By Hannah Stevens @Hannahshewans

A MAKE-UP artist born without femur bones or knees refuses to let her disability hold her back from her dream career

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Videographer / director: Colin Weatherby
Producer: Hannah Stevens, Ruby Coote
Editor: Beth Angus

Priscilla Miranda was born with Proximal Femoral Focal Deficiency (PFFD), a non-hereditary birth defect that affects the pelvis, hip bones and the proximal femur.

Throughout her childhood, the make-up artist had several surgeries on her ankles to correct clubbing and on one of her feet.

After being complimented on her own make up skills, the 31-year-old from Orange County, California, decided to pursue a career as a make-up and hair artist, even though she was discouraged during college tours.

Priscilla told Barcroft TV: “Being a make-up artist, I think it has definitely changed my view of myself. Ten years ago, if you’d asked me to do this interview, I probably would have said no.

“I held my head up high and smiled, but inside I was probably the most insecure I’ve ever been in my whole entire life.

“Being in this industry, I’ve realised that these girls are beautiful and they come into my set with the same insecurities I’ve had myself.

“Everyone has insecurities, it’s nice to know I’m not the only one anymore.”

Growing up, Priscilla’s mother helped her daughter shrug off stranger’s looks and comments.

Priscilla said: “I remember as a child going to stores with my mum and kids staring at me, adults pointing and looking at me.

“I remember my mom constantly telling me: ‘Don’t cry, don’t let them get the best of you’, so I grew up with that mentality.”

Priscilla has been doing make-up and hair professionally for nearly eight years, but it was a nerve wracking beginning.

She said: ”I remember my first shoot, I was so nervous and I was going by myself.

“Are they gonna be cool with me? Are they gonna be weird? Is this gonna be awkward? Are they gonna ask me back? And then I just remember having a lot of anxiety honestly, deep inside.

“I wanted to do hair when I first graduated but when I went visit the school, I remember doing a walk around and they kind of discouraged me more not to do hair.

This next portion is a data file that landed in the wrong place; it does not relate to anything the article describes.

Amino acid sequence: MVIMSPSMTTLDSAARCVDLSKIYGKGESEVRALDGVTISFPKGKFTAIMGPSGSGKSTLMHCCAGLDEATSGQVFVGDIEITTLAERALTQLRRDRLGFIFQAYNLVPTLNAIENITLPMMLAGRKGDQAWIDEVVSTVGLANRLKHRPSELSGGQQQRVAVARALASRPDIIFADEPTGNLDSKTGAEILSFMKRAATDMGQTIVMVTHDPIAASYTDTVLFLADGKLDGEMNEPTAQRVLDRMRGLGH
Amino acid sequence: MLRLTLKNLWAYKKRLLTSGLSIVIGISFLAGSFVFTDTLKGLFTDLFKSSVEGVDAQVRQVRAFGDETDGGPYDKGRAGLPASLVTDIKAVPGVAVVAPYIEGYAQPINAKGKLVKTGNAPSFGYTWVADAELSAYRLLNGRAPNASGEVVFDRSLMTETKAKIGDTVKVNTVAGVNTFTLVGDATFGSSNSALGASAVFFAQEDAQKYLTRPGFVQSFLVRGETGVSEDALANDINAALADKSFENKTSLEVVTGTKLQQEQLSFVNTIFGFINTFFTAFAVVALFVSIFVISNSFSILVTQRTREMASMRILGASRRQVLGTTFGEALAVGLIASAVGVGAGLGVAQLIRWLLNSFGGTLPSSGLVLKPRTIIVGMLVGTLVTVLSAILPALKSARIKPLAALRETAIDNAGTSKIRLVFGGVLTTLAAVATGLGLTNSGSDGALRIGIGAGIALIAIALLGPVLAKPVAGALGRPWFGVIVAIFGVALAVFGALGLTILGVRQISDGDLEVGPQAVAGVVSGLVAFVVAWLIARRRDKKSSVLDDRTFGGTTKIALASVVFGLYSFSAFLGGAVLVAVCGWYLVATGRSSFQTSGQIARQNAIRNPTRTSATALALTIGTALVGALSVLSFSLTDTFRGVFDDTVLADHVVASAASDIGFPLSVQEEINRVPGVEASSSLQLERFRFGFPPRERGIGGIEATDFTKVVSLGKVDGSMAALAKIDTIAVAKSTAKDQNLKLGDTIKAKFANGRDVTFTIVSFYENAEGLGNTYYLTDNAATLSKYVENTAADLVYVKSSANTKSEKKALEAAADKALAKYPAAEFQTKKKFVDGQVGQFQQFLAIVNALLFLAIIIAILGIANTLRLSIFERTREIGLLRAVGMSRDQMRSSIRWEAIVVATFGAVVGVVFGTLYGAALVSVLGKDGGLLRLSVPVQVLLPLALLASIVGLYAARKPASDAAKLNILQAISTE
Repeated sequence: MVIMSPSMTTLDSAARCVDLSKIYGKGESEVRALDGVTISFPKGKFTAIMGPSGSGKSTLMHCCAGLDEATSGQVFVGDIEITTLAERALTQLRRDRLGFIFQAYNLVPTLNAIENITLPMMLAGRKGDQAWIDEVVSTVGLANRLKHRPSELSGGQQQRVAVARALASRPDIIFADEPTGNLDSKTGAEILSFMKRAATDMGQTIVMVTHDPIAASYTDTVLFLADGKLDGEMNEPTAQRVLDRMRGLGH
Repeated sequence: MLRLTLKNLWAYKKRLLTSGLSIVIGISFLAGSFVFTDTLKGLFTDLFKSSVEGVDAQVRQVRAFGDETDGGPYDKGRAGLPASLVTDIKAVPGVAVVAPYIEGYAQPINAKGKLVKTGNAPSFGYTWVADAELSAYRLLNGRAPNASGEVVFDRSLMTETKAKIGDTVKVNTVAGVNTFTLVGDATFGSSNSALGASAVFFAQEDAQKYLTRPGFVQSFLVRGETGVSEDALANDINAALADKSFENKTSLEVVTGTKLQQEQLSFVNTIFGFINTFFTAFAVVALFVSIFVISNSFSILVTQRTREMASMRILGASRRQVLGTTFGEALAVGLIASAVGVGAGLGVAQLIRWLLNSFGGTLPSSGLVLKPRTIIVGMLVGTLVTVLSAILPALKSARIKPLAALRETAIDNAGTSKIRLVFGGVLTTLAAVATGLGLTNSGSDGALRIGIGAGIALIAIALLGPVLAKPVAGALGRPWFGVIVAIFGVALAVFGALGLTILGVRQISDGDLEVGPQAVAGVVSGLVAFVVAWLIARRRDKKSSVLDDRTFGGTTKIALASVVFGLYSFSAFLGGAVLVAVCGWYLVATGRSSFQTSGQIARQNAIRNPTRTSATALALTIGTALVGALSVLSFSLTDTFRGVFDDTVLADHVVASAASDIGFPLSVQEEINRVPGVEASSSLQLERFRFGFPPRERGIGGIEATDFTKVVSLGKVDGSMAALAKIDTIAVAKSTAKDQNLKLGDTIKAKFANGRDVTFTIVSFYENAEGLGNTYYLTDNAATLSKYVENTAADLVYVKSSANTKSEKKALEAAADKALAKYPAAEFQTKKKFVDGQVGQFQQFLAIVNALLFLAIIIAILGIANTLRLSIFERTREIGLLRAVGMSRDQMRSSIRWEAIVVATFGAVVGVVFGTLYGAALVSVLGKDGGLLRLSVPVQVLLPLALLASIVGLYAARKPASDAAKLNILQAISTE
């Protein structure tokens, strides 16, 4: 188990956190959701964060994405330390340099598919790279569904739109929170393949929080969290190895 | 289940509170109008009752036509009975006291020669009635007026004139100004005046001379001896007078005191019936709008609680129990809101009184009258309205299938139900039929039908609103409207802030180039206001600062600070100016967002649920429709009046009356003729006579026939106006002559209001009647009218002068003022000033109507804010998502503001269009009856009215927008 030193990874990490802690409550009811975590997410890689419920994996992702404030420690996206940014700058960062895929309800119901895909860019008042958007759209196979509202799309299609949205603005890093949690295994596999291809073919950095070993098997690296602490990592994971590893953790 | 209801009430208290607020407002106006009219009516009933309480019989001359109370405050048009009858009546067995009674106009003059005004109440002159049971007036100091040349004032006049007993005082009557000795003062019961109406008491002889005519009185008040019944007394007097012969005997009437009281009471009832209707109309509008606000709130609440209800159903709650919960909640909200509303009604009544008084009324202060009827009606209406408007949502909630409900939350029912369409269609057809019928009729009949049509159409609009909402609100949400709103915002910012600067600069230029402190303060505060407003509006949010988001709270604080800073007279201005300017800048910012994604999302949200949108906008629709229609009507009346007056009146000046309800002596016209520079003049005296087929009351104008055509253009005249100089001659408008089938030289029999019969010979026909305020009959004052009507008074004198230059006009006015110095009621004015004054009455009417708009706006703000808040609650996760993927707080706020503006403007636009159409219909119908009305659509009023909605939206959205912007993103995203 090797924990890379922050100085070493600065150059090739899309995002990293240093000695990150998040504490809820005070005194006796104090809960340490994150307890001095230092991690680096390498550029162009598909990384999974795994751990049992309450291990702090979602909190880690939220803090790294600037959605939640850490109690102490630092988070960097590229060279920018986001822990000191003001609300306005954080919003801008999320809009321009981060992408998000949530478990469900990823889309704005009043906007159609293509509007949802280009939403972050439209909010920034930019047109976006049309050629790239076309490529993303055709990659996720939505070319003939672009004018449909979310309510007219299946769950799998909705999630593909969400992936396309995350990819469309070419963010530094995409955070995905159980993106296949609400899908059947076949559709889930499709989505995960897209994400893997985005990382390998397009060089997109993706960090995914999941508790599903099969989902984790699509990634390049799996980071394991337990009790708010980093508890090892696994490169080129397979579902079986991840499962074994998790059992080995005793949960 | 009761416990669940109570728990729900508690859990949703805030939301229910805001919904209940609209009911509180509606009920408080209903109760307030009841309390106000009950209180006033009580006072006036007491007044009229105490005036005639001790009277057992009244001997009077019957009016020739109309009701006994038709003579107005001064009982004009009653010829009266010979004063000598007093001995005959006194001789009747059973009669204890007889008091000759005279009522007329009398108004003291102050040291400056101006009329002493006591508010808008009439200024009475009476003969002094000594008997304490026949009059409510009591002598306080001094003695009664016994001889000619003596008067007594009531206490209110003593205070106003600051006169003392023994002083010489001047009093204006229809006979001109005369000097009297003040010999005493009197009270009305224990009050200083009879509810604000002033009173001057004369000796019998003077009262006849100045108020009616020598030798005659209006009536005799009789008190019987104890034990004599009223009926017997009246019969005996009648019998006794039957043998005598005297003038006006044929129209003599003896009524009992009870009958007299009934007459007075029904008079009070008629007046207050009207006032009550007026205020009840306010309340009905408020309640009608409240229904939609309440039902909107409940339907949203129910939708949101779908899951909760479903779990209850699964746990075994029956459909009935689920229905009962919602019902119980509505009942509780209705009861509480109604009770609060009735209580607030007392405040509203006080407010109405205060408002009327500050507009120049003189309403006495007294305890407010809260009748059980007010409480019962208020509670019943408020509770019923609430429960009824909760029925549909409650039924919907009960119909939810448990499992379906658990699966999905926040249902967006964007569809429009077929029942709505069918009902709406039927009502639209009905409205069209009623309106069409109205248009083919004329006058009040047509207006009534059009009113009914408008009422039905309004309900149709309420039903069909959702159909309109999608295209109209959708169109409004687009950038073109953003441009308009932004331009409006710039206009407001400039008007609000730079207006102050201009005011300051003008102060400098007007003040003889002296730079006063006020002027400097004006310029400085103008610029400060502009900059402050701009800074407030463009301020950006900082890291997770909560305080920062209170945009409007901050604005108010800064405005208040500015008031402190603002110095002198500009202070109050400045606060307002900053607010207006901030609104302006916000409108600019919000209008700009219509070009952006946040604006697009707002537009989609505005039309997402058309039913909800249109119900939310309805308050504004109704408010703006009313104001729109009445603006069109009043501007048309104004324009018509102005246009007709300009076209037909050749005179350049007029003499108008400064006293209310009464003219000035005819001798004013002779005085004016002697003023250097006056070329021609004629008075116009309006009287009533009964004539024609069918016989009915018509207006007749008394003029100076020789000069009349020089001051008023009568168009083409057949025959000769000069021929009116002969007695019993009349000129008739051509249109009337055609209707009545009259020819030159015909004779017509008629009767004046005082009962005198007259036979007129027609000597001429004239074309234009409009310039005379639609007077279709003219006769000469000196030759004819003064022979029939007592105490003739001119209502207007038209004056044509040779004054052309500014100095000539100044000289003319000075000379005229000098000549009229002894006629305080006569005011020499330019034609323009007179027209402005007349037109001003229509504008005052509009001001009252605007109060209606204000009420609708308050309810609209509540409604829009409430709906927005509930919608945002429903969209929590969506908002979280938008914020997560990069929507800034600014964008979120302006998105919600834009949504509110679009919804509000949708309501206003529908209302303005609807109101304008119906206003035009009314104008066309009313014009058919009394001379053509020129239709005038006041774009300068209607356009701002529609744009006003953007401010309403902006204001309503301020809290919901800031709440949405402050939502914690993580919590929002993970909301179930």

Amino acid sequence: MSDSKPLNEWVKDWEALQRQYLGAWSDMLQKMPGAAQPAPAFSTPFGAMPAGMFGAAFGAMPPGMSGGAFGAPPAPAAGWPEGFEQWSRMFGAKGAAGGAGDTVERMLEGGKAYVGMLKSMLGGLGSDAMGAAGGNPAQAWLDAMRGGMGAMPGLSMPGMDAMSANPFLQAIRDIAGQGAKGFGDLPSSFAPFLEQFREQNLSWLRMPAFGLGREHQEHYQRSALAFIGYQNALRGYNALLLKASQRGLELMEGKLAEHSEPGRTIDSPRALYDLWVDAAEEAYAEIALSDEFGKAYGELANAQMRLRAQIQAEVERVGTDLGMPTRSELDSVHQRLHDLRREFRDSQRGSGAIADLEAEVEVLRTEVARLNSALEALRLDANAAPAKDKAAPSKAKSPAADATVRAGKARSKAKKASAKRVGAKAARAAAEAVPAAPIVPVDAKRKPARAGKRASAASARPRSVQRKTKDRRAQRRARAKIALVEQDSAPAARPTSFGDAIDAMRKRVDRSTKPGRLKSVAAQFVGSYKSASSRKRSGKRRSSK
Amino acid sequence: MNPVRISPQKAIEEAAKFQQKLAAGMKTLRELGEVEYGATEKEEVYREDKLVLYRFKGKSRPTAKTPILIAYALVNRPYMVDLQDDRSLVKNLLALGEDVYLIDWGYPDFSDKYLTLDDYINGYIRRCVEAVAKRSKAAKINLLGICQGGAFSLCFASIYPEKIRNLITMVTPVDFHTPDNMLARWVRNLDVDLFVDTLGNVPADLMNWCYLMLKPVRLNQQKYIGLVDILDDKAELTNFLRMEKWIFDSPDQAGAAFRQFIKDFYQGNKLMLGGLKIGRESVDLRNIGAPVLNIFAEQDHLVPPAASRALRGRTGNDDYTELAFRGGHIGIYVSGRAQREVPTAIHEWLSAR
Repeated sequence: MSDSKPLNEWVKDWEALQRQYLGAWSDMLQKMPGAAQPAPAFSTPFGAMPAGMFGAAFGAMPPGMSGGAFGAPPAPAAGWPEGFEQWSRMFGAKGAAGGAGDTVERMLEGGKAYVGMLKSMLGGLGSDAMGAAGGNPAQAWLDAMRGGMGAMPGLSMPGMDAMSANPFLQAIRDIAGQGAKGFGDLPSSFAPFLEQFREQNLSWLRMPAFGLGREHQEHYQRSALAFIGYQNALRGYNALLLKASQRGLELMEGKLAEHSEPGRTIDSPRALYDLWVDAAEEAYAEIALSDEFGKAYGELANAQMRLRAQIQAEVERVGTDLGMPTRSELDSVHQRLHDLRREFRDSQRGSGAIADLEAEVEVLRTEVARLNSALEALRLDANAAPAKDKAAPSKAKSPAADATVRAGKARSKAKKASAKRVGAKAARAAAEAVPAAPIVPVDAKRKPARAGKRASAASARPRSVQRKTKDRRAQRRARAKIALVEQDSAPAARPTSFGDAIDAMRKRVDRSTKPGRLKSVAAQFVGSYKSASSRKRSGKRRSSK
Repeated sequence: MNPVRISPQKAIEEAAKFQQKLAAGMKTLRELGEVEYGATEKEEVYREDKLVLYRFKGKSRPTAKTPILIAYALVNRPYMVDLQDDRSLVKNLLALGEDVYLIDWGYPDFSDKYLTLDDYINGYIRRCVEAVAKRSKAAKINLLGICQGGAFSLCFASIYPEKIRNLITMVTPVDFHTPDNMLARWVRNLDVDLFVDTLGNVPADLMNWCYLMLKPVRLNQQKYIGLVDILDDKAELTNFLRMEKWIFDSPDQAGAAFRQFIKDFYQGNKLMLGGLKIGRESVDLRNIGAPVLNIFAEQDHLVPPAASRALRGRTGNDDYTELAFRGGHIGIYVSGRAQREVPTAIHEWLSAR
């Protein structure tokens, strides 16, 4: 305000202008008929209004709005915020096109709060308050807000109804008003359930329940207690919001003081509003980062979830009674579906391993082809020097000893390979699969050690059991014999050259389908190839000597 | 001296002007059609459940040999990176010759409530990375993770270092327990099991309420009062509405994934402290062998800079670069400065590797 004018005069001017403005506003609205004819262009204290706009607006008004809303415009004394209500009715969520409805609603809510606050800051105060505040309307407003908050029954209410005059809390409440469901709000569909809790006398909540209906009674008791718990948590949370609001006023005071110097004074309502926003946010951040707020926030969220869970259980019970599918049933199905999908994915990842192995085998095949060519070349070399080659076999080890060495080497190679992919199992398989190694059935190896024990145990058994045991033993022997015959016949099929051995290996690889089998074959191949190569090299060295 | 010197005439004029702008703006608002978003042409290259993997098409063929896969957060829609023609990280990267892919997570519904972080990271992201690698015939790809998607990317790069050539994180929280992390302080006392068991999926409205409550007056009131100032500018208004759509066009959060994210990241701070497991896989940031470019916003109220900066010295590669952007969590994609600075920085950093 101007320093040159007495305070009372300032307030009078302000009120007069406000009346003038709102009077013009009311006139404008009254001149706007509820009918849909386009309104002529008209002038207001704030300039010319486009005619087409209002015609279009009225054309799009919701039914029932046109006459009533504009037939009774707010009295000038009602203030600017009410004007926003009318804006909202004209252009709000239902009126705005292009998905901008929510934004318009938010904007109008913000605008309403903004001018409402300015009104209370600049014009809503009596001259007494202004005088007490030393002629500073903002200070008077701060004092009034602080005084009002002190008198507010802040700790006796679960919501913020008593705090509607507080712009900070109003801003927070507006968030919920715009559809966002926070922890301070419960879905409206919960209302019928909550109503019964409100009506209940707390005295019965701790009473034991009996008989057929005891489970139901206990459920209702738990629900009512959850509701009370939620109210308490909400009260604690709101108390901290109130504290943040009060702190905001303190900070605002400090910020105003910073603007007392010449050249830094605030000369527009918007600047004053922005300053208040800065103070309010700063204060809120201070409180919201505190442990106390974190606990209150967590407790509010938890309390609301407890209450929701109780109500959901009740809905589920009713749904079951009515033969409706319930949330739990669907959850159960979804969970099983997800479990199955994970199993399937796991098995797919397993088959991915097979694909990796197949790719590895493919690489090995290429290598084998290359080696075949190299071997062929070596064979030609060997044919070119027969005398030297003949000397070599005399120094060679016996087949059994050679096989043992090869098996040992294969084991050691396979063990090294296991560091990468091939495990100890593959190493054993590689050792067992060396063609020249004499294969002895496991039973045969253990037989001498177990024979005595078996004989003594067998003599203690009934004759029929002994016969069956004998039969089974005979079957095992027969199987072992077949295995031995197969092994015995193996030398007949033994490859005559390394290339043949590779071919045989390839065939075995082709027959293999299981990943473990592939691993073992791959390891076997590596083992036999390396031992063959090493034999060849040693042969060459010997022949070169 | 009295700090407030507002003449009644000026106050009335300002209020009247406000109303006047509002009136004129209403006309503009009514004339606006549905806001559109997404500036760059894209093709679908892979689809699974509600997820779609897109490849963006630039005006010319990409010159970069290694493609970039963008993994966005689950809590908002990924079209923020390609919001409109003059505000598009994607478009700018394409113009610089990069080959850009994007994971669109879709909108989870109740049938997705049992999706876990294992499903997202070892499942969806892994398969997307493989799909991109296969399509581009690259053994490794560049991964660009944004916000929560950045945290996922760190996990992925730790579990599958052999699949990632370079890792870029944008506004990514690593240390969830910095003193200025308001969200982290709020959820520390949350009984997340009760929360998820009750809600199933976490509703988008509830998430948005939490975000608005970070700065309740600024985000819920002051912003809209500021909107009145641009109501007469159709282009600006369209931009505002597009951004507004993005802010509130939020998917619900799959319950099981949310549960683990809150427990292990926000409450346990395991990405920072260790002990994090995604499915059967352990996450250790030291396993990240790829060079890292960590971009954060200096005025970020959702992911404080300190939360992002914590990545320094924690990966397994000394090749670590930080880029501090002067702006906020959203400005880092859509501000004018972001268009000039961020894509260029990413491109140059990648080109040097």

“Just because they were like: ‘Well it’s going to be hard for you to reach things, you’ll have to have a step that you’ll have to move all the time.’"

But after getting lots of compliments about her own make-up, Priscilla decided to apply for courses anyway and pursue her dream.

She added: “The condition I have is extremely rare. I have PFFD, it’s a disorder with my femur bones. I’m missing both my femurs and I’m also missing me knees.

“Day-to-day life is being very aware of where I’m going, because not having knees I constantly have to think about are they’re going to be stairs.

“And I hate going food shopping, everything I need is always on the top shelf!

“I would say that my condition only affects my work with probably my height. I have to carry a stall around because I don’t always know what’s available to me.”

Priscilla’s business partner, Sonia Gonzalez, added: “Priscilla is a very talented woman, she knows what she wants and she goes for it.

“I have had times where I feel like I get upset at the way that people react towards her, but she’s good in the way she handles herself.

“I think she’s super funny, she has me laughing all the time, she doesn’t allow her physical disabilities to limit her.”

Embracing her difference and pursuing her ideal career has helped Priscilla find her inner strength.

“I believe make up can be used in several ways to make you feel powerful.

“The most important thing that I think I’ve learned is that I’m a lot stronger than I give myself credit for, and I can do a lot more than I thought I ever could do.”